Diabetic Foot Ulcer: treatment and prevention

Diabetic foot ulcer, University Foot and Ankle Institute

According to the American Diabetes Association, 1.5 million Americans are diagnosed with diabetes each year. About half of diabetic patients have some type of neuropathy (nerve damage).

Diabetic neuropathy (in addition to poor circulation caused by diabetes) makes patients more likely to suffer from foot problems. In this article, we will be focusing on diabetic foot ulcers.

What is a diabetic foot ulcer? 

A diabetic foot ulcer is an open sore or wound on the foot. It’s a very common complication of diabetes, affecting about 15% of diabetes patients. Of those affected, 12-14% of patients with diabetic foot ulcers will require amputation. In fact, foot ulceration precedes 85% of diabetes-related lower-extremity amputations.

According to the American Podiatric Medical Association (APMA), 6% of diabetic patients who develop a foot ulcer will require hospitalization due to infection or other ulcer-related complications. An article published in the International Journal of Infection Diseases in 2015 put the incidence of diabetic foot infections at a lifetime risk of up to 25%.

So, it’s important to seek care for diabetic foot wounds early or take steps to prevent diabetic foot problems altogether.

Dr. Baravarian discusses diabetic foot ulcers

Why does diabetes affect your feet?

High blood sugar levels lead to nerve damage, especially in the feet and lower legs. Diabetic neuropathy prevents a patient from feeling sores, cuts, blisters, or other damage to the feet. Neuropathic ulcers occur due to the loss of feeling in the feet; unnoticed cuts or sores are left untreated to become more severe ulcers.

Diabetes also causes blood vessels in the feet and legs to narrow and harden, decreasing blood flow. People with type 2 diabetes are also at risk for peripheral arterial disease (PAD). With PAD, buildup on the walls of blood vessels causes them to narrow. Poor blood flow (ischemia) in the feet inhibits the healing of injuries and increases the risk of diabetic foot infections.

The combination of diabetic neuropathy and poor circulation put diabetics at higher risk for infections and more serious foot problems such as Charcot foot deformities, gangrene, bone infections (osteomyelitis), and even amputation.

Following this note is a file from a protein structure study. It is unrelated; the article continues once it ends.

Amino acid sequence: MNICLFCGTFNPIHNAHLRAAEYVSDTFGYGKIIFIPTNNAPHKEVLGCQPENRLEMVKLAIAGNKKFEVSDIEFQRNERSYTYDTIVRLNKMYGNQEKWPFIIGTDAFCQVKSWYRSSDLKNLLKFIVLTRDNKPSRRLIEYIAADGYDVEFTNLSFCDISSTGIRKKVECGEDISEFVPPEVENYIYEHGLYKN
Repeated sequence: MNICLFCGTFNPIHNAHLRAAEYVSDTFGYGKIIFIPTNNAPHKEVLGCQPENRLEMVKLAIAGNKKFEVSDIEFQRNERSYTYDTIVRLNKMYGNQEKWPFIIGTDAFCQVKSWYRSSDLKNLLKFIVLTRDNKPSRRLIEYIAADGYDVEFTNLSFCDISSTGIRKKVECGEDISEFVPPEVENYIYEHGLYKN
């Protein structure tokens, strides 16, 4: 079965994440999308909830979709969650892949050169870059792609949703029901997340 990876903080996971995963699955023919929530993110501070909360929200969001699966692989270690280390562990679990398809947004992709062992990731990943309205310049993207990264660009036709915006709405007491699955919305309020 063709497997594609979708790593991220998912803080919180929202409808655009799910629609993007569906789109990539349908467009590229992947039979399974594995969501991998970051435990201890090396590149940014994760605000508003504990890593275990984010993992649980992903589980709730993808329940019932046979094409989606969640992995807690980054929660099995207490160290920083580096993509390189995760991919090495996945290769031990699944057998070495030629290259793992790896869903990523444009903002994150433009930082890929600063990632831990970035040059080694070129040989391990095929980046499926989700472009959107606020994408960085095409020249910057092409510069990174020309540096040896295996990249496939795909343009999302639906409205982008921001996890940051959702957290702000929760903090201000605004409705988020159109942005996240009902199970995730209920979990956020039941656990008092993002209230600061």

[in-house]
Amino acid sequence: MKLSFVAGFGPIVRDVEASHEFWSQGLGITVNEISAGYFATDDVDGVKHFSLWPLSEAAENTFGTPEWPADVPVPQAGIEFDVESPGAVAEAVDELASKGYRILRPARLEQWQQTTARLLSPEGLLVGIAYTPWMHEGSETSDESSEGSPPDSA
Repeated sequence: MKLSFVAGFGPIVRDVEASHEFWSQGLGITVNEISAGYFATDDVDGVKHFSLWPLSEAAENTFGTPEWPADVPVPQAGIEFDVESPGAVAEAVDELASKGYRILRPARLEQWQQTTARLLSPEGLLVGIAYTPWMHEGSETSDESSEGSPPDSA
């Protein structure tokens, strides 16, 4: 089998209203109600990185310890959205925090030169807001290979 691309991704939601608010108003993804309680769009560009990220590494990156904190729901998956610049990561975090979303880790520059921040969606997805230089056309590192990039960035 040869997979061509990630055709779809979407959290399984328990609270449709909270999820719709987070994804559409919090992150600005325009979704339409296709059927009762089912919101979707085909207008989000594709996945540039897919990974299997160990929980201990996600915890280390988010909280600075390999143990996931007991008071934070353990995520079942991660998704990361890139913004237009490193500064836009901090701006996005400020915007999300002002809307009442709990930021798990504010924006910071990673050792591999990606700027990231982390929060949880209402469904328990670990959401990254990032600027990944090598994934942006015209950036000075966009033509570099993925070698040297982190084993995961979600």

Diabetic Foot Ulcer Symptoms

Many people who develop foot ulcers no longer feel pain in their feet. So, to detect diabetic foot ulcers early, you have to keep an eye out for other signs.

Common symptoms include:

  • drainage or pus
  • redness
  • swelling
  • odor
  • open lesions or sores
  • cracks

If you notice the symptoms of an ulcer (or any other injuries to your feet) contact your podiatrist or diabetes care team immediately.

Diabetic Foot Ulcer Risk Factors

Anyone with diabetes is at risk of a foot ulcer. People with peripheral neuropathy, poor glycemic control, and vascular disease are considered high-risk for ulcers and associated complications.

Other risk factors include:

  • smoking
  • diabetic kidney disease
  • previous foot ulceration
  • insulin use
  • obesity

To be fully informed of your risk, speak with a podiatrist to test for neuropathy. As nerve damage can occur without pain, your podiatrist can test your feet with a simple, painless tool called a monofilament. Patients who are unable to feel the monofilament are “insensate” and are 10 times more likely to develop a foot ulcer than their “sensate” counterparts.

Treatment of Diabetic Ulcers

As soon as you’ve noticed symptoms of an ulcer, get to your doctor. The goal for treating diabetic feet issues is to start as soon as possible to reduce the risk of infection and the need for limb amputation.

There are several key factors in the treatment of a diabetic foot ulcer:

Prevent Infection

High morbidity and mortality rates are associated with diabetic foot ulcers. Therefore, oral and topical antibiotics will be prescribed if there is any sign of infection. Plain gauze may damage the skin, so wound dressings are typically combined with antimicrobial agents. Alginate dressings keep the wound from drying out and accelerate healing. Their high absorbency for moderate to heavy exudate (drainage).

If the ulcer has dying tissue, hydrogels or dressings with collagen are most effective as they also help keep the wound moist.